The New Paradigm Papers of the Month of November
Once a month the Forum New Economy is showcasing a handful of selected research papers that lead the way towards a new economic paradigm.
PUBLISHED3. NOVEMBER 2022
READING TIME6 MIN
Germany’s Industrial strategy 2030, EU competition policy and the Crisis of New Constitutionalism. (Geo-)political economy of a contested paradigm shift
What kind of industrial policy is necessary to address upheavals that threaten to emerge through globalization, geopolitical rivalries or climate policy? In 2019, the German government presented its try of an answer in form of the German National Industrial Strategy 2030. The NIS 2030 proposes far-reaching, targeted and strategic industrial policy interventions to build ‘national and European champions’ and to promote ‘industrial and technological sovereignty’ by reshoring global value chains, and is widely regarded as a considerable paradigm shift in industrial policy. The new German government formed in December 2021 has continued to stand by the NIS in key respects, complementing it with a ‘transformation fund’ and a ‘mission-oriented’ approach in research policy.
Which factors have instigated this apparent paradigm shift, particularly in a country which has been famous for its ordoliberal stance, first and foremost regarding industrial and competition and European economic integration after the Eurozone crisis? A new paper by Etienne Schneider tries to discern the driving factors behind the strategic re-orientation in German policymaking. Drawing on regulation and critical state theory, expert interviews and trade and investment data, it reconstructs the crisis tendencies and the constellation of interests and actors which have underpinned this shift in Germany. The article argues that the origins of this re-orientation are rooted in contested shifts in the German power bloc that have emerged over increasing geopolitical rivalries, crisis tendencies of Germany’s highly export-oriented economy, and the technological decoupling between the US and China as well as a more general crisis of the liberal world order. The paper also finds that this re-orientation is deeply contested, revealing not only growing divisions within German capital along diverging competitive positions and patterns of internationalisation but also open tensions with the established neoliberal EU competition policy framework.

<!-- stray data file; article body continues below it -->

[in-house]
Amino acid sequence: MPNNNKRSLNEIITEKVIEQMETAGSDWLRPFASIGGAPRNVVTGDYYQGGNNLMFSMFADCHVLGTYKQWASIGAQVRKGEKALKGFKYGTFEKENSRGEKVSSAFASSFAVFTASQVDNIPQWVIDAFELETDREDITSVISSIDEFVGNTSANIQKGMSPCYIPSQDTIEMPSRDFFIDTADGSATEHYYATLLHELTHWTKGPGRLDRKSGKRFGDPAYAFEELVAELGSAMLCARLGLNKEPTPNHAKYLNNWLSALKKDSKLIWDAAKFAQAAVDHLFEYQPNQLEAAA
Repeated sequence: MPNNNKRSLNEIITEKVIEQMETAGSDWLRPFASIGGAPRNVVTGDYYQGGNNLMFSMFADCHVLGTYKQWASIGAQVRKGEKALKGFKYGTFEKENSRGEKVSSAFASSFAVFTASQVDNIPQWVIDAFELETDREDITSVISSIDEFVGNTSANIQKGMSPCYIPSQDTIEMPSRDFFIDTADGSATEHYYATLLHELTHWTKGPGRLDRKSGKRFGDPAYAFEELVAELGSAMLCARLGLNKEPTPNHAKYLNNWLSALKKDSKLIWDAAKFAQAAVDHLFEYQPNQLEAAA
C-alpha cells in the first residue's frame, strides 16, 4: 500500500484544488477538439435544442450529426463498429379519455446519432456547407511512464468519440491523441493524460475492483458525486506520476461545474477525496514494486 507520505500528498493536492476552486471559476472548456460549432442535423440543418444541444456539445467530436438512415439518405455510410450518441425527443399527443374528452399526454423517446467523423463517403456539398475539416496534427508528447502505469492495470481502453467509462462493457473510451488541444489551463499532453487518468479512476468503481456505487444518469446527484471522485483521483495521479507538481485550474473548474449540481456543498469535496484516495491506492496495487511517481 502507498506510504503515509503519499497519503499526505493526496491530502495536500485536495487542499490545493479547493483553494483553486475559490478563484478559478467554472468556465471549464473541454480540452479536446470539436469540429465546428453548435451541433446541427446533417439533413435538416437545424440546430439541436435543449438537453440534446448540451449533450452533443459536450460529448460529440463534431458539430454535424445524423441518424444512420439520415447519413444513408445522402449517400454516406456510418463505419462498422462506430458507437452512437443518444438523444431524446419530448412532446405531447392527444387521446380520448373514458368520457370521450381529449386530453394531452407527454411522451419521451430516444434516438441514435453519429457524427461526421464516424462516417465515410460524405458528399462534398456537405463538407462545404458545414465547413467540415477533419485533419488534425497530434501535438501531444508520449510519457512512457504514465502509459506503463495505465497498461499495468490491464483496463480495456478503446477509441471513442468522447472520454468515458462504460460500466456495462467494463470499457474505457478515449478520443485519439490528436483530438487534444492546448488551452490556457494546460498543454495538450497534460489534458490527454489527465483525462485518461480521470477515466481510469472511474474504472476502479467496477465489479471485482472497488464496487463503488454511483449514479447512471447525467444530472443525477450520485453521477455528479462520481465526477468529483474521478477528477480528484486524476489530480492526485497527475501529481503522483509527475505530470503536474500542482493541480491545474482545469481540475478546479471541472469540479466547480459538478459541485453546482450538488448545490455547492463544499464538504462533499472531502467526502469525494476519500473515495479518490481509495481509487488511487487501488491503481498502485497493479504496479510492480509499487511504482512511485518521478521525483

Neoliberalism and climate change: How the free-market myth has prevented climate action
Anders Fremstad, Mark Paul
In the heyday of faith in markets, carbon prices were considered as the best way to combat the climate crisis. Today, the tides have turned so far that scholars and activists increasingly blame neoliberalism for the failure to reduce greenhouse gases and arrive at a climate-neutral economy. A new research paper by the US-economists Anders Fremstad and Mark Paul investigates the theoretical link between neoliberalism and climate paralysis. The paper presents evidence that more neoliberal countries perform worse in addressing climate change and analyzes how three tenets of neoliberal policymaking and ideology – deregulating the economy, defunding public investment, and decentralizing democracy – have constrained policies to address climate change in the United States. The paper also discusses how the Green New Deal, that seeks to wield the power of the federal government to pursue large-scale public investments and binding climate regulations for rapid decarbonization, is a decisively anti-neoliberal framework.
Exit, Control, and Politics: Structural Power and Corporate Governance under Asset Manager Capitalism
The nature of the power of finance is a crucial question not only for the political economy of capitalism but also inequality. But how powerful are asset managers? Traditionally, the financial sector is thought of as powerful due to its ability to withdraw capital from firms, sectors, or entire countries. This type of power is often referred to as exit-based power and rose to dominance in the 1990s with the increasing financialization of many economies.